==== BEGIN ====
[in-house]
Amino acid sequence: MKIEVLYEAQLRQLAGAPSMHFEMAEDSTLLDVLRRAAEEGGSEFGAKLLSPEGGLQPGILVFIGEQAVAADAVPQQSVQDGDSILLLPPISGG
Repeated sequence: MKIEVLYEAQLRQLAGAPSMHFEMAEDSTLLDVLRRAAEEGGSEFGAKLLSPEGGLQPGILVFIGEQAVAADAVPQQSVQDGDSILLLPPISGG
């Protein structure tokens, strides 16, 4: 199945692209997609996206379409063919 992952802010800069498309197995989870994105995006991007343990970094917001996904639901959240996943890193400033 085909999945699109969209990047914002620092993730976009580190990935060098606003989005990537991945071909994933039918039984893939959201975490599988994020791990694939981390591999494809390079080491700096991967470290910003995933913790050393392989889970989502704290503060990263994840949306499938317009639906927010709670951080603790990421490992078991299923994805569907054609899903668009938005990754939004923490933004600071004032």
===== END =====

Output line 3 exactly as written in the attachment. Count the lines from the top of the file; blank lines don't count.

Repeated sequence: MKIEVLYEAQLRQLAGAPSMHFEMAEDSTLLDVLRRAAEEGGSEFGAKLLSPEGGLQPGILVFIGEQAVAADAVPQQSVQDGDSILLLPPISGG